We shall quote further passages from the opinion, the first being from page 647 of 202 Cal.App.2d [page 52 of Cal.Rptr.]:


"The essential facts disclosed by the record before us are without conflict.petitioner is a Michigan Corporation with its sole manufacturing plant and sole place of physical business operation at Dundee, Michigan. It manufactures certain aluminum building materials. Its general circulatory advertising is solely in national trade magazines. It makes no personal mail or telephone solicitation of sales in California. It has no [256 Cal. App. 2d 587] offices, agents, solicitors, sales contracts, agreements, or franchise arrangements of any kind in this state, and has never listed itself with any California governmental agency. Its sole method of sale is by acceptance of orders through the United States mail for a specified price and shipment by truck or railroad to the buyer. There is no evidence of any retention of title, sale or consignment, payment of commission, or price control. Its California sales are casual and isolated."

Later we read (202 Cal. App. 2d 653 [21 Cal.Rptr. 56]: "Examining the facts in the case at bar reveals that there is no evidence that the contract of sale was made in California nor that petitioner had any agent, office, sales representative, retention of title, commission agreement, exclusive agency or exclusive sales outlet in California. The record reveals nothing as to the extent of petitioner's deliveries in California or who, if any other persons, purchased their goods. The sole brochure relied on by Rowell does not contain the name of the petitioner nor the petitioner's address. It does not mention the article complained of by Rowell. On its face it is the brochure of Reynolds. Stripped of legal conclusions the factual evidence shows nothing but a sale in Michigan to a California wholesaler ... making his own independent sales in this State of his own property to a retailer who in turn sold to Rowell. While not decisive of the issue, the total lack of privity between Rowell and petitioner is also worthy of note."

In between these quotations are reviews of many cases, including these where foreign corporations were held not subject to service of summons: Martin Bros. Elec. Co. v. Superior Court (1953) 121 Cal. App. 2d 790 [264 P.2d 183]; Estwing Mfg. Co. v. Superior Court (1954) 128 Cal. App. 2d 259 [275 P.2d 146]; and Proctor & Schwartz, Inc. v. Superior Court (1950) 99 Cal. App. 2d 376 [221 P.2d 972].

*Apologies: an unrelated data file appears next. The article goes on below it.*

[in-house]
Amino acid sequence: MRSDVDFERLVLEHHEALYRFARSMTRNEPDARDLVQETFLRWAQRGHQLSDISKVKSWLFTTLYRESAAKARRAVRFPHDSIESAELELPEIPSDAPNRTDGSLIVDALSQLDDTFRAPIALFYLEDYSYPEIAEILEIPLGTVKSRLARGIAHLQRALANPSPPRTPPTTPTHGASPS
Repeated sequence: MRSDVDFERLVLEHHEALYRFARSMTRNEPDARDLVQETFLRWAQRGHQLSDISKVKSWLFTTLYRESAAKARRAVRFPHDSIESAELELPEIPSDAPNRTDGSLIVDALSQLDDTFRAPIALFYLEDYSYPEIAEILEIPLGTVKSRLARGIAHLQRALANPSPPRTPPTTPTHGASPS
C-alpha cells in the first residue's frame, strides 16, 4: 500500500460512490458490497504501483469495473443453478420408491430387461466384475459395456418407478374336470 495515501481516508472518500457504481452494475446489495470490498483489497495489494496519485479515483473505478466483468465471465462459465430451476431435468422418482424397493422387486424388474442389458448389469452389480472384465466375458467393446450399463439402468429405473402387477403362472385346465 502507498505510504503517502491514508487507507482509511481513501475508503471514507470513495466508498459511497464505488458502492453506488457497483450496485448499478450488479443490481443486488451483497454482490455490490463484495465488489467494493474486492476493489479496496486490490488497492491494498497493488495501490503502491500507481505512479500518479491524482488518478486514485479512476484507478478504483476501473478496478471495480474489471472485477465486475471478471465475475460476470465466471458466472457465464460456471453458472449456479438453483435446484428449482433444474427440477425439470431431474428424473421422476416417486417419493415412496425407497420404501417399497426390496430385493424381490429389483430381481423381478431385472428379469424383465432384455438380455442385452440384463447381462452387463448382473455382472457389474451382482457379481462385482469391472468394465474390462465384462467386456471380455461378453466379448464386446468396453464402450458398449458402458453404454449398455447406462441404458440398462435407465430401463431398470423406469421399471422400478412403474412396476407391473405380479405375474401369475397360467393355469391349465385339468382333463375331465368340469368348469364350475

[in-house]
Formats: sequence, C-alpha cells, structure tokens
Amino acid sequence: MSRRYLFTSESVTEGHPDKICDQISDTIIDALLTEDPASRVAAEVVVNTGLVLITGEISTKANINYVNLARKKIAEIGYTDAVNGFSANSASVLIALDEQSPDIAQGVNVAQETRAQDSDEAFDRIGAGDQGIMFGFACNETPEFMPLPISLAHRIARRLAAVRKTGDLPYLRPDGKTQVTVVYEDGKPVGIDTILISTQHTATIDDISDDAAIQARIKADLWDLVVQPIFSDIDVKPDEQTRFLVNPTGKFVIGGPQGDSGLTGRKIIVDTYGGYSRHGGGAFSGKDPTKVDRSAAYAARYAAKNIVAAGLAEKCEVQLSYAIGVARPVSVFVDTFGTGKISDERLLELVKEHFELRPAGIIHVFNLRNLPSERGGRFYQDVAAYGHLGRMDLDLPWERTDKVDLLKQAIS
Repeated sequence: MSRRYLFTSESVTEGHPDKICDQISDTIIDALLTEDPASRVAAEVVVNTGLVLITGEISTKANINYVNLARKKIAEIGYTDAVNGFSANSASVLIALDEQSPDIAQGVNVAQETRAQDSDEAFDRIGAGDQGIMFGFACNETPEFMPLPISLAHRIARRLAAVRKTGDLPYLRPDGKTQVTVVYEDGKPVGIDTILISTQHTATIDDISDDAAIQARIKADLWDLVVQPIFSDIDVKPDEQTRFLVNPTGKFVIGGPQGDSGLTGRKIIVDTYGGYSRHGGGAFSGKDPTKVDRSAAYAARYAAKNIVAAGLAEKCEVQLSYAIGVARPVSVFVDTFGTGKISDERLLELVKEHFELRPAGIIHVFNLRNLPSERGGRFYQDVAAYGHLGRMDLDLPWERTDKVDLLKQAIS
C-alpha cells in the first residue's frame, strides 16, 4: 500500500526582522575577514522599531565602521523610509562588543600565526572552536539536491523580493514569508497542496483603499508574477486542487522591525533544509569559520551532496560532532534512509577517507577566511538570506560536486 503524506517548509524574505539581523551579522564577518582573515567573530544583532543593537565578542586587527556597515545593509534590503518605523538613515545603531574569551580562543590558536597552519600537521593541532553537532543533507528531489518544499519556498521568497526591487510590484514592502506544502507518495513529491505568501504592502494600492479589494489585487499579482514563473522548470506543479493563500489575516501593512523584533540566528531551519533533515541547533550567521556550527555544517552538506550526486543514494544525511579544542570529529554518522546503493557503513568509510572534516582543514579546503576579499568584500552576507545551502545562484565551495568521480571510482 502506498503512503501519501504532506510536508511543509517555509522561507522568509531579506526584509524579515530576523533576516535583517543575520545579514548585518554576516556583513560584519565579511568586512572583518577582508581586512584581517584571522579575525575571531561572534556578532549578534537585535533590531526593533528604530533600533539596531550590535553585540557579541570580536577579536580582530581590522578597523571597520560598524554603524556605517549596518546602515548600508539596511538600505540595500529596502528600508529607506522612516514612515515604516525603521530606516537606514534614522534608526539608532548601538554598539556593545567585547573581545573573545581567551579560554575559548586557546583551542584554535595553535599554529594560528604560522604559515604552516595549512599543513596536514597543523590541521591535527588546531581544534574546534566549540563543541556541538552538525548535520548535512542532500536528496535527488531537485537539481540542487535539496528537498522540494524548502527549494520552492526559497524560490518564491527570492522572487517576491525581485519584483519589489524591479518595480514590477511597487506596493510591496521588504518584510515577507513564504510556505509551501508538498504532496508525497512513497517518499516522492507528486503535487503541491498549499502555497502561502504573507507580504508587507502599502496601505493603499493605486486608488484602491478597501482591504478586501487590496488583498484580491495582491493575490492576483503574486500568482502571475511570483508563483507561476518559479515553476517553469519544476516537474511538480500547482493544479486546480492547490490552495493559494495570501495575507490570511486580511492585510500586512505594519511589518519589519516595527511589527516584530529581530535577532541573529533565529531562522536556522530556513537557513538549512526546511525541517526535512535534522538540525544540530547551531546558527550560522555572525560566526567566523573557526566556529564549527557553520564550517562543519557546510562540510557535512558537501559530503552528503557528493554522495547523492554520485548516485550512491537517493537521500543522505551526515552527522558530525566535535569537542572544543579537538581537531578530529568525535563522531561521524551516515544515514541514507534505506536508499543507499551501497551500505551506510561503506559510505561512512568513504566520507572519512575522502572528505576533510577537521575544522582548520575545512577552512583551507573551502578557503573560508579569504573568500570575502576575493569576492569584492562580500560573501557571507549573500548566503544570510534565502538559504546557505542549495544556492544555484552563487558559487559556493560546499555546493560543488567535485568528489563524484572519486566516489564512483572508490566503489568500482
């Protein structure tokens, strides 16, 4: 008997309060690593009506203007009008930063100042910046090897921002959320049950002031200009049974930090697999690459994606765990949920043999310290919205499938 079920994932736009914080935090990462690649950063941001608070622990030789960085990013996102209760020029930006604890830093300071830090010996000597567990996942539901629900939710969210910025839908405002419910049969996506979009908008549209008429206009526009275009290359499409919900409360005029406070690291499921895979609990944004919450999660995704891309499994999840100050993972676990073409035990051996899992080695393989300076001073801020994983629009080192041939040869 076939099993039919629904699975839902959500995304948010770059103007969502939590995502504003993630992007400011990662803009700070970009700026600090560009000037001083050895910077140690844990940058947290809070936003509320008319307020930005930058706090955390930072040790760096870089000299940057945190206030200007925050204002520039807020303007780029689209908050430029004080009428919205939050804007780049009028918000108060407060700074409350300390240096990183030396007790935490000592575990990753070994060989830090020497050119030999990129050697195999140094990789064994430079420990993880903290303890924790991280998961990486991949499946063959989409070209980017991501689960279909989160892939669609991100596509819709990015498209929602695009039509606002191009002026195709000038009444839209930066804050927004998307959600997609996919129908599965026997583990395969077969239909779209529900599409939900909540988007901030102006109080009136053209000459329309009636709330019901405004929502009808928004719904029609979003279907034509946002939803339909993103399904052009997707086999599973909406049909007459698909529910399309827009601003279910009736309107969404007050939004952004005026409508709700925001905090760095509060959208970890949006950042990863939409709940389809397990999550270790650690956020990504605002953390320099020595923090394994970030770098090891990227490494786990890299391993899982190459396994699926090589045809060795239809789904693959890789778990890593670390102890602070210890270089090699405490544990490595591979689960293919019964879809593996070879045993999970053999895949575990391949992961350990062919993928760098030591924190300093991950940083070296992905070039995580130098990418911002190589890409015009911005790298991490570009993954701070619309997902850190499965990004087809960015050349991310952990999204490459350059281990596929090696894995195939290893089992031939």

The Yeck Mfg. Corp. v. Superior Court opinion contains two quotations that will serve as an introduction to our statement of the facts in this case. The first is a sentence from Cosper v. Smith & Wesson Arms Co., supra, 53 Cal.2d at p. 83 [346 P.2d at p. 413]: "Whether in any given case, the person served may properly be regarded as within the concept of the statute depends on the particular facts involved." The second was the sentence preceding the one just quoted: "When the validity of the service of summons and complaint on a foreign corporation under the substitute service provisions of said section 6501 is challenged, the burden of proving that [256 Cal. App. 2d 588] such corporation is 'doing business in this State' is on the plaintiff. (Proctor & Schwartz, Inc. v. Superior Court, supra, 99 Cal.App.2d at p. 379 [221 P.2d 972] and authorities there cited." To the same effect are Confidential, Inc. v. Superior Court (1958) 157 Cal. App. 2d 75, 79 [320 P.2d 546, 549] and the many cases cited.

[1] We confidently submit that the facts in this case, as they were made to appear before the trial court, warranted it in making the two orders which the appeal has brought before us. As already noted, the defendant corporation relied upon the affidavit of its president, who asserted that the defendant "is in the business, among other things, of manufacturing and selling the Magovern-Cromie Sutureless Aortic Heart Valve." Then appears this: "7. The sale of the Magovern-Cromie Sutureless Aortic Heart Valve, which is the apparent subject of the present lawsuit, was made in Pittsburgh, Pennsylvania, where Surgitool received a purchase order and in response to such purchase order shipped the ordered valve." It should not escape our attention that the identity of the person who sent the purchase order is not given nor the address to which the valve was sent.

Nor are we advised of these facts, as touching on the valve that was said to have caused Benny Gill's death, in the declaration of Phil Nelson offered by plaintiffs in opposition to defendant's motion. Nelson was an employee of Los Angeles County, with "a responsibility for ordering medical and hospital supplies and equipment." This has been done "both by correspondence and by telephone" with the defendant from whom "we have received from time to time various brochures and publications consisting of catalogs, price lists, maintenance suggestion letters and offerings. ... I have personally talked with the company at least one time that I can recall with reference to the purchase of a heart valve; we have also at the request of one or more of our doctors who use these valves in surgery, corresponded with Surgitool, Inc. and negotiated with the company for the modification of valves and return to us the modified valves from Pittsburgh."

It will be noted that nowhere does it appear that the Pennsylvania corporation took the initiative in doing any business in California and it had no agent busy here. Beyond doubt, the facts found to furnish a basis for holding that the foreign corporation had done business in California, in Cosper v. Smith & Wesson Arms Co., just do not appear in this case. As tested by the many cases reviewed by the two cases cited, [256 Cal. App. 2d 589] Cosper v. Smith & Wesson Arms Co. and Yeck Mfg. Corp. v. Superior Court, the cases reviewed by those cases but not reviewed by us in this opinion, the orders of the trial court in this case were correct and should be, and are, affirmed.

Files, P. J., and Jefferson, J., concurred.

FN *. Retired judge of the superior court sitting under assignment by the Chairman of the Judicial Council.

This site is protected by reCAPTCHA and the Google Privacy Policy and Terms of Service apply.